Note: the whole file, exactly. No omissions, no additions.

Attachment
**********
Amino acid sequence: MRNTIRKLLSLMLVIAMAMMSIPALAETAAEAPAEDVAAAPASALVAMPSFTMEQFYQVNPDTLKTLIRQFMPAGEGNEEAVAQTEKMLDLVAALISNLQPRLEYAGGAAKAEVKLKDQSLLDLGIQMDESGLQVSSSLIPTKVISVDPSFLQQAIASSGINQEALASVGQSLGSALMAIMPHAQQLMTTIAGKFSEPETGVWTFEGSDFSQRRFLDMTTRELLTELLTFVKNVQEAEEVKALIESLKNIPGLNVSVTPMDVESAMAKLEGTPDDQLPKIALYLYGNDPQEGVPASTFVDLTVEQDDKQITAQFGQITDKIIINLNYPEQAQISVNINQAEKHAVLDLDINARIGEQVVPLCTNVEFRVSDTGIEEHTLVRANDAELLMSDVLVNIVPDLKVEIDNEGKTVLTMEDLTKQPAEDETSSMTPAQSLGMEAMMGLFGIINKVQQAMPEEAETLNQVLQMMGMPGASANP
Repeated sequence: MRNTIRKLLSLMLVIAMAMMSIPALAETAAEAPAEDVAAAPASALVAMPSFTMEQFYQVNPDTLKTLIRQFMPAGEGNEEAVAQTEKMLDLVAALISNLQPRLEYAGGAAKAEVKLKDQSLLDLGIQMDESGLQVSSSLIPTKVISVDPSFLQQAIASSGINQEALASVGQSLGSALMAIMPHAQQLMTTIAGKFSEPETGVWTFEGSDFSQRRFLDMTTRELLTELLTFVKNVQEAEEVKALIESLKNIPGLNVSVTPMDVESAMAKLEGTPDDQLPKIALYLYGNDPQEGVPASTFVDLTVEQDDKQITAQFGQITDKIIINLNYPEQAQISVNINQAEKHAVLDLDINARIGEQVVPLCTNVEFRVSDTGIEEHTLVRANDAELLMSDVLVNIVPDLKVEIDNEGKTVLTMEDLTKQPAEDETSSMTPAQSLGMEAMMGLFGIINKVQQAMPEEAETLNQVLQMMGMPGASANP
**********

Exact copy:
Amino acid sequence: MRNTIRKLLSLMLVIAMAMMSIPALAETAAEAPAEDVAAAPASALVAMPSFTMEQFYQVNPDTLKTLIRQFMPAGEGNEEAVAQTEKMLDLVAALISNLQPRLEYAGGAAKAEVKLKDQSLLDLGIQMDESGLQVSSSLIPTKVISVDPSFLQQAIASSGINQEALASVGQSLGSALMAIMPHAQQLMTTIAGKFSEPETGVWTFEGSDFSQRRFLDMTTRELLTELLTFVKNVQEAEEVKALIESLKNIPGLNVSVTPMDVESAMAKLEGTPDDQLPKIALYLYGNDPQEGVPASTFVDLTVEQDDKQITAQFGQITDKIIINLNYPEQAQISVNINQAEKHAVLDLDINARIGEQVVPLCTNVEFRVSDTGIEEHTLVRANDAELLMSDVLVNIVPDLKVEIDNEGKTVLTMEDLTKQPAEDETSSMTPAQSLGMEAMMGLFGIINKVQQAMPEEAETLNQVLQMMGMPGASANP
Repeated sequence: MRNTIRKLLSLMLVIAMAMMSIPALAETAAEAPAEDVAAAPASALVAMPSFTMEQFYQVNPDTLKTLIRQFMPAGEGNEEAVAQTEKMLDLVAALISNLQPRLEYAGGAAKAEVKLKDQSLLDLGIQMDESGLQVSSSLIPTKVISVDPSFLQQAIASSGINQEALASVGQSLGSALMAIMPHAQQLMTTIAGKFSEPETGVWTFEGSDFSQRRFLDMTTRELLTELLTFVKNVQEAEEVKALIESLKNIPGLNVSVTPMDVESAMAKLEGTPDDQLPKIALYLYGNDPQEGVPASTFVDLTVEQDDKQITAQFGQITDKIIINLNYPEQAQISVNINQAEKHAVLDLDINARIGEQVVPLCTNVEFRVSDTGIEEHTLVRANDAELLMSDVLVNIVPDLKVEIDNEGKTVLTMEDLTKQPAEDETSSMTPAQSLGMEAMMGLFGIINKVQQAMPEEAETLNQVLQMMGMPGASANP